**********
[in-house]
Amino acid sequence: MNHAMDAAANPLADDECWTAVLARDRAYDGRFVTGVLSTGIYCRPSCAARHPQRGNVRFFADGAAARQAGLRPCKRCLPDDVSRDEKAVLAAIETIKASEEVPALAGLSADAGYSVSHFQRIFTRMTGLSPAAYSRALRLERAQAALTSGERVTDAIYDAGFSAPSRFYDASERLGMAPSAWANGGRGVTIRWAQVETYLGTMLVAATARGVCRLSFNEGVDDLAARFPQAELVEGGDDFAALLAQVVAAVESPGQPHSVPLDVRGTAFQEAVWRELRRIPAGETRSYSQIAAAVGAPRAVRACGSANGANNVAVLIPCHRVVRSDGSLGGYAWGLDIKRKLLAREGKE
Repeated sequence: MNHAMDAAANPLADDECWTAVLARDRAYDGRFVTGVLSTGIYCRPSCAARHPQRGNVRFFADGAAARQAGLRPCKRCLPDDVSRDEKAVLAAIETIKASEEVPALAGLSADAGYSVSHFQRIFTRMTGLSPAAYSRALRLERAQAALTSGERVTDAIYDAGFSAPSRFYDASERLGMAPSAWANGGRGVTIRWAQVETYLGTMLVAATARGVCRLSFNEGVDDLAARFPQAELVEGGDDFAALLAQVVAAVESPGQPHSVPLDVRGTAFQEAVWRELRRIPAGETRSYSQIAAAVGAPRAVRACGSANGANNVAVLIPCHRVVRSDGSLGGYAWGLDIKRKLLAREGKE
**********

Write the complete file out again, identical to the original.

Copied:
[in-house]
Amino acid sequence: MNHAMDAAANPLADDECWTAVLARDRAYDGRFVTGVLSTGIYCRPSCAARHPQRGNVRFFADGAAARQAGLRPCKRCLPDDVSRDEKAVLAAIETIKASEEVPALAGLSADAGYSVSHFQRIFTRMTGLSPAAYSRALRLERAQAALTSGERVTDAIYDAGFSAPSRFYDASERLGMAPSAWANGGRGVTIRWAQVETYLGTMLVAATARGVCRLSFNEGVDDLAARFPQAELVEGGDDFAALLAQVVAAVESPGQPHSVPLDVRGTAFQEAVWRELRRIPAGETRSYSQIAAAVGAPRAVRACGSANGANNVAVLIPCHRVVRSDGSLGGYAWGLDIKRKLLAREGKE
Repeated sequence: MNHAMDAAANPLADDECWTAVLARDRAYDGRFVTGVLSTGIYCRPSCAARHPQRGNVRFFADGAAARQAGLRPCKRCLPDDVSRDEKAVLAAIETIKASEEVPALAGLSADAGYSVSHFQRIFTRMTGLSPAAYSRALRLERAQAALTSGERVTDAIYDAGFSAPSRFYDASERLGMAPSAWANGGRGVTIRWAQVETYLGTMLVAATARGVCRLSFNEGVDDLAARFPQAELVEGGDDFAALLAQVVAAVESPGQPHSVPLDVRGTAFQEAVWRELRRIPAGETRSYSQIAAAVGAPRAVRACGSANGANNVAVLIPCHRVVRSDGSLGGYAWGLDIKRKLLAREGKE